Like their punk rock brethren, D.O. A., who adopted the tagline “The Godfathers of Hardcore” as a way of identifying their history and connecting with new audiences, the Dayglos have taken a similar approach using, “a Canadian punk band that uses satire and sarcasm as a weapon.” Which I guess is their way of explaining 40+ years of deliberately offensive songs and DIY shock rock.  And maybe, just maybe, such a tagline could also help justify why the band’s only remaining original member, Murray “Cretin” Acton, is still writing songs with titles like Urinal Disk Sandwich, Double D Diddlers, and Jerry’s Retards. 

But I’ve got to give credit where credit is due. The Dayglos have been at it for almost 45 years. They have endured numerous lineup changes (functioning for the last several years with only one original member) and continue to make music. And they continue to tour. Last year they headlined the Maritime Punk Fest (now called Punkocalypse) in Fredericton helping rejuvenate local interest in the genre, and they will be back out east again this spring. And you know what? I’ll probably go see them despite everything I just told you. At this point they’ve sort of become the Trooper of Canadian punk rock. And who doesn’t like Trooper? Raise a little hell. Pass me another beer. Let’s go see the Dayglo Abortions.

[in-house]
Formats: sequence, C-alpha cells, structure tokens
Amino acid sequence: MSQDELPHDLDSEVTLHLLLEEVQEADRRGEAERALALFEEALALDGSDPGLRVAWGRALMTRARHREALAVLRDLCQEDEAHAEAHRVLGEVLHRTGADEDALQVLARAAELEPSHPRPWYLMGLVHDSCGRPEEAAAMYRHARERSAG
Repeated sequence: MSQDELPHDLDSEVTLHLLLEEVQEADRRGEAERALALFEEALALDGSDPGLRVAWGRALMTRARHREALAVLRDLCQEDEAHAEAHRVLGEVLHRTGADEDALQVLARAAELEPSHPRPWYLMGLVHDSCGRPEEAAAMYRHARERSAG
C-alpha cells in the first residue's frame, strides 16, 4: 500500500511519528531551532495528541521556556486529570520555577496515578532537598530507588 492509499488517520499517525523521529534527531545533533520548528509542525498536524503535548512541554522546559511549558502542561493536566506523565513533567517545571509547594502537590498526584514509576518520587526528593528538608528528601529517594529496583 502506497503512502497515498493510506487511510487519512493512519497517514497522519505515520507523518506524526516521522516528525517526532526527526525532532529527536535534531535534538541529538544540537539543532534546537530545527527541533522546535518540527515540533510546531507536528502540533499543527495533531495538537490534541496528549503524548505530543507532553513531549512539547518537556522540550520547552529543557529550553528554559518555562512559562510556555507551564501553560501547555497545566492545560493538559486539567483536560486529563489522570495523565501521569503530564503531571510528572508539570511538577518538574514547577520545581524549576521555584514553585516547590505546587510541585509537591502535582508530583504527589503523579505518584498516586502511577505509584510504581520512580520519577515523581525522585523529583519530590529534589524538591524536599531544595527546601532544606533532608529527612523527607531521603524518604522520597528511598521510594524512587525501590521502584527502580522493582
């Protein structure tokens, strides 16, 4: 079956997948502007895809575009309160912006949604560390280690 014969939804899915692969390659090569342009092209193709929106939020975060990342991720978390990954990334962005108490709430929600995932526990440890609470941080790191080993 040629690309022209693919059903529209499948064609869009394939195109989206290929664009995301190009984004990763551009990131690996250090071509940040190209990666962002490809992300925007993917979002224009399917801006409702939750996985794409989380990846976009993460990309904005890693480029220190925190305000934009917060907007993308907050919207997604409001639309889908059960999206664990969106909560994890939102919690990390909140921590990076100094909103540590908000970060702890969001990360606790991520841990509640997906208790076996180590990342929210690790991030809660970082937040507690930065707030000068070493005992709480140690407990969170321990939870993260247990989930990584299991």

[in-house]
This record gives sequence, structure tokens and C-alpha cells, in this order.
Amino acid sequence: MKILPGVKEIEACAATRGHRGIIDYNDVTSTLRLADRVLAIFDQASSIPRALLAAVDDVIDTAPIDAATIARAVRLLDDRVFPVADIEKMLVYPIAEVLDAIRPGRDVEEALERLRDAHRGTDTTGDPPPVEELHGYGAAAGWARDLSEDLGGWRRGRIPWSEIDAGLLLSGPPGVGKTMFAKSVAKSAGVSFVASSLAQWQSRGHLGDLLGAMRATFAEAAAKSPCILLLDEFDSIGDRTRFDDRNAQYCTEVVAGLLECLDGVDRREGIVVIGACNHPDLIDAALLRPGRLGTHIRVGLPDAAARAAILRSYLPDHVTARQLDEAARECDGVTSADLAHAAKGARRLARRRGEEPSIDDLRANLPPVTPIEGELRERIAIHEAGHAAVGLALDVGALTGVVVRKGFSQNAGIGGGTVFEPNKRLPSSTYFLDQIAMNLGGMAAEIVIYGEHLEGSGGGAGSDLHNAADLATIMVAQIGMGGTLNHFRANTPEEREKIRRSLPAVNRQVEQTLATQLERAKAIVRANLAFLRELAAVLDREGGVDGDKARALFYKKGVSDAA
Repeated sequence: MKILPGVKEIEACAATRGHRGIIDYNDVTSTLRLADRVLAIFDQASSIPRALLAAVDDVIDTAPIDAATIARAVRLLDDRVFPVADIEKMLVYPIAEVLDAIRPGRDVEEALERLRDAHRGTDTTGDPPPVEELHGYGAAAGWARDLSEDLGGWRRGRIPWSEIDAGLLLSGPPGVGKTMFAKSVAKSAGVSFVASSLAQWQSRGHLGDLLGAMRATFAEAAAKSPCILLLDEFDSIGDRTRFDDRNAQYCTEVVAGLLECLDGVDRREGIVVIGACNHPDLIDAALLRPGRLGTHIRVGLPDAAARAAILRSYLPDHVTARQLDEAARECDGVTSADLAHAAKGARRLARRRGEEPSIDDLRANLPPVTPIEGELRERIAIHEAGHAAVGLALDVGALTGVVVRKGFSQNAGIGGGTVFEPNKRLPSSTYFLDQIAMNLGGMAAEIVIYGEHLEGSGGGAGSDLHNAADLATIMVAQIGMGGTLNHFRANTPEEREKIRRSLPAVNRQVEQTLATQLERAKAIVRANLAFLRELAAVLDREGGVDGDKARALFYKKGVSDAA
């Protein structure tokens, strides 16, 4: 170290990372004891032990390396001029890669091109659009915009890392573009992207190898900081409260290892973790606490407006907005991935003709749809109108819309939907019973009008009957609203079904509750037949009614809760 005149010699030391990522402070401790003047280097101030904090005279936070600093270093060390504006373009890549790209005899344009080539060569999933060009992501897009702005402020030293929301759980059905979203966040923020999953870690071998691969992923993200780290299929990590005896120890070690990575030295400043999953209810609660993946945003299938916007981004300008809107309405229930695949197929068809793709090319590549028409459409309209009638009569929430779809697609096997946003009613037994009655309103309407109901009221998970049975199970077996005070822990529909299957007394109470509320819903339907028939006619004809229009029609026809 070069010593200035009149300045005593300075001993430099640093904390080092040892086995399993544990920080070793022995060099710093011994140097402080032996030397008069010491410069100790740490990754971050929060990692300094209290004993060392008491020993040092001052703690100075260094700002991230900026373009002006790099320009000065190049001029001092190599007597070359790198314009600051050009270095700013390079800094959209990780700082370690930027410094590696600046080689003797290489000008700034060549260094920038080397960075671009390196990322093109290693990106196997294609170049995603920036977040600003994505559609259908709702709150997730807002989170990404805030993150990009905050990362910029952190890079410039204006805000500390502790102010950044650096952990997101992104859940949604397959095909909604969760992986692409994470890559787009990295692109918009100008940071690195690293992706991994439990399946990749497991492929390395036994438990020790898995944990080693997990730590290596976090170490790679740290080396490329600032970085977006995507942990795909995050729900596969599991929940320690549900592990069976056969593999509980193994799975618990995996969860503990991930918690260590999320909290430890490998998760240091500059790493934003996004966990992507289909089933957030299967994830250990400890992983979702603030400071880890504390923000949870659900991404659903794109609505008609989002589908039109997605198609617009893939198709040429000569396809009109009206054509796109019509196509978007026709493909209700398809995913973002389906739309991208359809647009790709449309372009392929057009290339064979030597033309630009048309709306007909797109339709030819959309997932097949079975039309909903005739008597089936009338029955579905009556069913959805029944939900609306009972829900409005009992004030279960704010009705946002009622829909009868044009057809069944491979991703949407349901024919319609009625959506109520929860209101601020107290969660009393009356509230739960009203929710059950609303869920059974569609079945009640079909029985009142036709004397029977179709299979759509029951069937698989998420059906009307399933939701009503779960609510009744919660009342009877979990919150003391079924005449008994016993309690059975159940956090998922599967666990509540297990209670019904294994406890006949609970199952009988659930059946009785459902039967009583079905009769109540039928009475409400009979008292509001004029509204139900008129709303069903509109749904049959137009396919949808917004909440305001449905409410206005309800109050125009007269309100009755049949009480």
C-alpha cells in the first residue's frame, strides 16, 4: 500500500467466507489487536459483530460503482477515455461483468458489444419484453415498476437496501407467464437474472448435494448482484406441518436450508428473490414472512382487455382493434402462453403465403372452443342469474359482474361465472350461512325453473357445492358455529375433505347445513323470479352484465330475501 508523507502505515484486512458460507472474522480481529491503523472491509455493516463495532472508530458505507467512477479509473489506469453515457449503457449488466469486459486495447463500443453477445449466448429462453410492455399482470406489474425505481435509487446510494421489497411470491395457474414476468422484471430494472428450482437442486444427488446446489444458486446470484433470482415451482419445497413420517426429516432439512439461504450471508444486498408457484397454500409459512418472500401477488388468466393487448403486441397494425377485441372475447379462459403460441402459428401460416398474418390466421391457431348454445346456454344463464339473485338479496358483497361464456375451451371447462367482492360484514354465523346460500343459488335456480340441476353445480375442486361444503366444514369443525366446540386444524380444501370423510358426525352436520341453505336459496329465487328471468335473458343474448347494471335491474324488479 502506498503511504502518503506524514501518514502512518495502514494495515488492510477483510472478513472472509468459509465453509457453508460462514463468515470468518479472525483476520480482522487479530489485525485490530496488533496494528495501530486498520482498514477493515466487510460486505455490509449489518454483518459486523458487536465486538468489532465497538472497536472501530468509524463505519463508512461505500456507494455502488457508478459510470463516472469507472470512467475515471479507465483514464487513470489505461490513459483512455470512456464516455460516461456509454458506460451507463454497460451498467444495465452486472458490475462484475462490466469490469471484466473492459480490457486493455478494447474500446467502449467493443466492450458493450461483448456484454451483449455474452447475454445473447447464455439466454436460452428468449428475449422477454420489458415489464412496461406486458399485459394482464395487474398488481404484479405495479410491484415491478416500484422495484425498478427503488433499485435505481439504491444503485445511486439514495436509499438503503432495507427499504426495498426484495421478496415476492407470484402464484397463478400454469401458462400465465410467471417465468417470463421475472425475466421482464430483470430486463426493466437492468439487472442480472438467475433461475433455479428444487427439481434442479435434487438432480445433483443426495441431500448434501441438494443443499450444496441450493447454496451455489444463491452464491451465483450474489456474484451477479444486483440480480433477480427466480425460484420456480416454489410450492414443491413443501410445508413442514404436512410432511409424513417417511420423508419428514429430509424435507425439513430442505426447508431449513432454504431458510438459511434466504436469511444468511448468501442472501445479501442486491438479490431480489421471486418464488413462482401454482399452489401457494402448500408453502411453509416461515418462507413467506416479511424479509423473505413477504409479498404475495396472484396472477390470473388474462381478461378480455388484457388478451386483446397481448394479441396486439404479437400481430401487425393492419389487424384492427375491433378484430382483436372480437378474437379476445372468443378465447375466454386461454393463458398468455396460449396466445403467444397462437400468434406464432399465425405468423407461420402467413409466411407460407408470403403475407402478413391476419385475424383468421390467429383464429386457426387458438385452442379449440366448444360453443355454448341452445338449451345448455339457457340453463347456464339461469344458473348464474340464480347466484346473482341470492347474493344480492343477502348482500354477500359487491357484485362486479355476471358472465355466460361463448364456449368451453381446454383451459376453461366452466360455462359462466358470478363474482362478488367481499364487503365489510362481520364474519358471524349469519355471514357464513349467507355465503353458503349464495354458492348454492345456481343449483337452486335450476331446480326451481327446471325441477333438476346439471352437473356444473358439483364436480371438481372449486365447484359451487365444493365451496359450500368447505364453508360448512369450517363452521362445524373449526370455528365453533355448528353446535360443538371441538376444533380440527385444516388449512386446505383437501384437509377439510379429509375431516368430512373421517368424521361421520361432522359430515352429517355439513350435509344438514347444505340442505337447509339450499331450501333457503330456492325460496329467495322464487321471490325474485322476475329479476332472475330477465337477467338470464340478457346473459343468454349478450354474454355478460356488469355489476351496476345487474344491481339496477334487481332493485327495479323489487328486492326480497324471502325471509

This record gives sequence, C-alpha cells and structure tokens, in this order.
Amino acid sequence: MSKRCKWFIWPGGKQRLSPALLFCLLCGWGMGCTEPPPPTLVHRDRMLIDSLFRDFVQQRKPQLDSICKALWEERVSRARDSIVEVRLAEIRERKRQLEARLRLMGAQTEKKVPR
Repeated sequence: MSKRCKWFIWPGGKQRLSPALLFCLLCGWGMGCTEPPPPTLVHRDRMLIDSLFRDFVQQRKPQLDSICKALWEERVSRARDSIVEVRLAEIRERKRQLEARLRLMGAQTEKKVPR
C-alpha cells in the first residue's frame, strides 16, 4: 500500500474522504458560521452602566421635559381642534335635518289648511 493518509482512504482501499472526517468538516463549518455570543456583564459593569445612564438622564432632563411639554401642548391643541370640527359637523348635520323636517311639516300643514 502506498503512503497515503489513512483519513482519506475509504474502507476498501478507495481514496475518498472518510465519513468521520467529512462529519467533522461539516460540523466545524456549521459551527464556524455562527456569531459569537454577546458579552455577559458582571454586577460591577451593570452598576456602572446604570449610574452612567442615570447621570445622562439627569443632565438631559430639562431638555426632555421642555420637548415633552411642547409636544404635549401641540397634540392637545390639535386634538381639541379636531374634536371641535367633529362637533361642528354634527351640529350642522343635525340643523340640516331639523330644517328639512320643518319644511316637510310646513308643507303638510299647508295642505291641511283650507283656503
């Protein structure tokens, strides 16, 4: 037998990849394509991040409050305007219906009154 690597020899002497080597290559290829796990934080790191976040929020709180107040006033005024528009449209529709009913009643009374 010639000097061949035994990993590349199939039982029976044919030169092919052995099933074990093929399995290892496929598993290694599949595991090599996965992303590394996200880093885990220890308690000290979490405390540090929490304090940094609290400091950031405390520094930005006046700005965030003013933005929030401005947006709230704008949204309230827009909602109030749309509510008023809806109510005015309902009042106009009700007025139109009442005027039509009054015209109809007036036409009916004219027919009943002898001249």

Upcoming Performances: 

May 24 | Xeroz Arcade/Bar | Moncton, NB
May 25 | Broken Record Bar and Music Room | Fredericton, NB
May 26 | Panic Room | Saint John, NB
May 27 | Gus’s Pub | Halifax, NS
May 28 | Baba’s Lounge | Charlottetown, PEI

All dates with Motorama and Mvll Crimes.